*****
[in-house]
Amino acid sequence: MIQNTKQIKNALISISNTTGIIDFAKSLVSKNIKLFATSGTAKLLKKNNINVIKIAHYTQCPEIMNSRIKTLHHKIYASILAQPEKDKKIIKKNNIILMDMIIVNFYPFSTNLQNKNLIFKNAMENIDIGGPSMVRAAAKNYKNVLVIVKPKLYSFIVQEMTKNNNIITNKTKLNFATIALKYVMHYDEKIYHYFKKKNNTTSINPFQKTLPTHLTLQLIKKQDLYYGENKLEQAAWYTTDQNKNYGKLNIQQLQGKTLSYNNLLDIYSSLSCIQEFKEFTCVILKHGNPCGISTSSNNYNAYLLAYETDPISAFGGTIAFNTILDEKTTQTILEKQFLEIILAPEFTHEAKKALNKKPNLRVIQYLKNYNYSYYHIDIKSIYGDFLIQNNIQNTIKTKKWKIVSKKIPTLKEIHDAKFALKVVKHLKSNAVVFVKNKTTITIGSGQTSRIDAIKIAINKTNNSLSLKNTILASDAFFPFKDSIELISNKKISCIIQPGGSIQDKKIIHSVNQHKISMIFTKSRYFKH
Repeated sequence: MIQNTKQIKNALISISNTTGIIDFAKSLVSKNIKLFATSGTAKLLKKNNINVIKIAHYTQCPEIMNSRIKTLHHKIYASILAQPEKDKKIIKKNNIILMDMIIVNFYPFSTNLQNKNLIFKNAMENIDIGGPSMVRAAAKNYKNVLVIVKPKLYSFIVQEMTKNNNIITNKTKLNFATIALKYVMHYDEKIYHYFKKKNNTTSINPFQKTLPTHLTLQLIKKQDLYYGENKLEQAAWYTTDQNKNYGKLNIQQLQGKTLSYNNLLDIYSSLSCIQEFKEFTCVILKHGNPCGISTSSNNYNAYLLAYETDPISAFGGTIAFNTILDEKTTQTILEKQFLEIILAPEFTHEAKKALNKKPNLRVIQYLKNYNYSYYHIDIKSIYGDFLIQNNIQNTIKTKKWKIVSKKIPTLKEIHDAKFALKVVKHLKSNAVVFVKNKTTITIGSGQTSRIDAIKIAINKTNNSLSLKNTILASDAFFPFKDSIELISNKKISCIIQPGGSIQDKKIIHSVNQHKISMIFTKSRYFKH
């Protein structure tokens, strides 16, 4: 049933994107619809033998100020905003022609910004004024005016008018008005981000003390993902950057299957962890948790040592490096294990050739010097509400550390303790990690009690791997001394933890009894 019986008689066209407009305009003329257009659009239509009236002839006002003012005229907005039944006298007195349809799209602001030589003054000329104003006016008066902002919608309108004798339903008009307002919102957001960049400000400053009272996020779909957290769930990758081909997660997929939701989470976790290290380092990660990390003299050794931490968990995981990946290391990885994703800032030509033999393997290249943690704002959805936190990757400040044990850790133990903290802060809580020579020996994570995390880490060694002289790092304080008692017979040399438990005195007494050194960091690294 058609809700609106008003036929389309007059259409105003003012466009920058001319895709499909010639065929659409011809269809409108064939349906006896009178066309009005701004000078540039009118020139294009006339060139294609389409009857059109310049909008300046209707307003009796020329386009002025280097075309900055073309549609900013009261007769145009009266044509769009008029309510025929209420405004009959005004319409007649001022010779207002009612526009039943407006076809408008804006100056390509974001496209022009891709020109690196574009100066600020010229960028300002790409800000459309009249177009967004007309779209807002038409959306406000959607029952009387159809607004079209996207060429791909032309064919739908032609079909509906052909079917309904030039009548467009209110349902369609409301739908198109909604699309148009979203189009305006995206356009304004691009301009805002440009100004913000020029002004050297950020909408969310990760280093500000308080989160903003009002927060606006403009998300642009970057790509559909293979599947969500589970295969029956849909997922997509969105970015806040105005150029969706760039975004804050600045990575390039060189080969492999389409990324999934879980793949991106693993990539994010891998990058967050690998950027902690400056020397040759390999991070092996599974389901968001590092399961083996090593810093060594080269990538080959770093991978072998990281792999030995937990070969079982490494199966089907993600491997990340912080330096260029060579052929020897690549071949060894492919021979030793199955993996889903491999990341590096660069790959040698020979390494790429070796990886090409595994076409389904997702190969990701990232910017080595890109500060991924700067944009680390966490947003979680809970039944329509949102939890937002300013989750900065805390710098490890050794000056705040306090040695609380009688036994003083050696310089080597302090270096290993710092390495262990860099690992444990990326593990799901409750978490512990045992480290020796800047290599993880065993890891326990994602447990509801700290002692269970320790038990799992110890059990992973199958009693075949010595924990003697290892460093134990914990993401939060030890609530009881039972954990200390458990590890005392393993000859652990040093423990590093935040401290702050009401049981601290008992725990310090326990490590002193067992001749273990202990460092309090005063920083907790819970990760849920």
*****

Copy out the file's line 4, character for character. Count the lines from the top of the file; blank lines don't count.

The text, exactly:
């Protein structure tokens, strides 16, 4: 049933994107619809033998100020905003022609910004004024005016008018008005981000003390993902950057299957962890948790040592490096294990050739010097509400550390303790990690009690791997001394933890009894 019986008689066209407009305009003329257009659009239509009236002839006002003012005229907005039944006298007195349809799209602001030589003054000329104003006016008066902002919608309108004798339903008009307002919102957001960049400000400053009272996020779909957290769930990758081909997660997929939701989470976790290290380092990660990390003299050794931490968990995981990946290391990885994703800032030509033999393997290249943690704002959805936190990757400040044990850790133990903290802060809580020579020996994570995390880490060694002289790092304080008692017979040399438990005195007494050194960091690294 058609809700609106008003036929389309007059259409105003003012466009920058001319895709499909010639065929659409011809269809409108064939349906006896009178066309009005701004000078540039009118020139294009006339060139294609389409009857059109310049909008300046209707307003009796020329386009002025280097075309900055073309549609900013009261007769145009009266044509769009008029309510025929209420405004009959005004319409007649001022010779207002009612526009039943407006076809408008804006100056390509974001496209022009891709020109690196574009100066600020010229960028300002790409800000459309009249177009967004007309779209807002038409959306406000959607029952009387159809607004079209996207060429791909032309064919739908032609079909509906052909079917309904030039009548467009209110349902369609409301739908198109909604699309148009979203189009305006995206356009304004691009301009805002440009100004913000020029002004050297950020909408969310990760280093500000308080989160903003009002927060606006403009998300642009970057790509559909293979599947969500589970295969029956849909997922997509969105970015806040105005150029969706760039975004804050600045990575390039060189080969492999389409990324999934879980793949991106693993990539994010891998990058967050690998950027902690400056020397040759390999991070092996599974389901968001590092399961083996090593810093060594080269990538080959770093991978072998990281792999030995937990070969079982490494199966089907993600491997990340912080330096260029060579052929020897690549071949060894492919021979030793199955993996889903491999990341590096660069790959040698020979390494790429070796990886090409595994076409389904997702190969990701990232910017080595890109500060991924700067944009680390966490947003979680809970039944329509949102939890937002300013989750900065805390710098490890050794000056705040306090040695609380009688036994003083050696310089080597302090270096290993710092390495262990860099690992444990990326593990799901409750978490512990045992480290020796800047290599993880065993890891326990994602447990509801700290002692269970320790038990799992110890059990992973199958009693075949010595924990003697290892460093134990914990993401939060030890609530009881039972954990200390458990590890005392393993000859652990040093423990590093935040401290702050009401049981601290008992725990310090326990490590002193067992001749273990202990460092309090005063920083907790819970990760849920």